Robotic Rehabilitation After Stroke - A Modular System for Training Distal Upper Limb Functions

Patrick Weiss


Stroke is the leading cause of acquired disabilities, while new ways of treatment are needed to provide effective rehabilitation at acceptable costs. This thesis deals with the development of a novel modular system for inexpensive, portable, and patient- specific robotic rehabilitation, augmenting traditional therapy with a focus on home rehabilitation. The developed system consists of two main modules allowing for train- ing several distal upper limb functions that are commonly impaired after stroke.
The first module called m·ReSR focuses on training supination/pronation, dorsiflex- ion, and finger-focused rotational movements. The first design iteration was applied in a preliminary study to determine important parameters for a rehabilitation paradigm, improved backdrivability with a developed friction and inertia compensation, and pro- vided feedback from patients and therapists. The gained experience was incorporated in the further development. Custom-made electronics in the second iteration improve the torque measurement and control, making it feasible to omit expensive force/torque sensors. The high flexibility and modularity of m·ReSR’s hard- and software allowed it to be applied for the enhancement of a robot for reaching training, developed at the Toronto Rehabilitation Institute, with an additional degree of freedom.
The second module m·ReSX is an exoskeleton for grasping and pinching exercises, incorporating an innovative parametrization method for size customization. The intro- duction of parameters in the CAD model and the use of 3D printing allows to precisely fit individualized exoskeletons to different hand sizes, thereby reducing misalignment with the patients’ unique anatomical features and avoiding tedious mechanical ad- justments. The fitting quality could already be estimated before 3D printing with a novel pre-print evaluation. Apart from analyzing the measurement data, projected 2D representations of the models overlaid onto images of the hands already indicated the good fitting. This was confirmed with the manufactured exoskeletons fitted to both a stroke patient and a healthy subject. Furthermore, different sensor types were implemented and evaluated. With a maximum root-mean square error of 1.89°, the evaluation showed that the sensors are very accurate and even perform better than a specialized goniometer for joint angle measurements of the finger. Tendon-based transmission is used to transmit forces from remotely placed motors. The force on the cables can be accurately controlled to adapt the assistance or resistance to the pa- tient’s abilities. A model was developed to exploit the motor encoder measurements for an additional joint angle estimation. A special gearbox to distribute the torque of one motor to four fingers, reducing the number of expensive actuators while providing independent movement training, was developed and filed for patenting.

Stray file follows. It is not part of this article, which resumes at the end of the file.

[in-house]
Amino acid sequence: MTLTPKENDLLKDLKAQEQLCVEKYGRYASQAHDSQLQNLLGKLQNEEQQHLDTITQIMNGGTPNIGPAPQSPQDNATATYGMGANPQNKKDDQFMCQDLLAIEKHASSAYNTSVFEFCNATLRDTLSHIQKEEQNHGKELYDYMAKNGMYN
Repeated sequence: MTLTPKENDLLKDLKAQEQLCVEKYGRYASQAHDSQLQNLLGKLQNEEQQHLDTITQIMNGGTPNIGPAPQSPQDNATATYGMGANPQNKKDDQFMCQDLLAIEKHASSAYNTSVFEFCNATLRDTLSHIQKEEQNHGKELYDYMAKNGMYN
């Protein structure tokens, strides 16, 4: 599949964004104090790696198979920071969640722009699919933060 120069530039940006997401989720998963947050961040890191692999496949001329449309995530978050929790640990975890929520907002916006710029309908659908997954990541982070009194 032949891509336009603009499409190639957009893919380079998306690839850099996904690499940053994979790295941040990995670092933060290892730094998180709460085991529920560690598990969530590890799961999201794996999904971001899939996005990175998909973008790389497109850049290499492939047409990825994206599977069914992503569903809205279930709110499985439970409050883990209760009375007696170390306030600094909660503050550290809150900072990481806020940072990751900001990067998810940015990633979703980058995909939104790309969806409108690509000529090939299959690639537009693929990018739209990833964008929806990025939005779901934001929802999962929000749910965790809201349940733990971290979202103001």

Original languageEnglish
QualificationDoctorate / Phd
Awarding Institution
  • Maehle, Erik, Supervisor
  • Schlaefer, Alexander, Supervisor
Publication statusPublished - 30.04.2015


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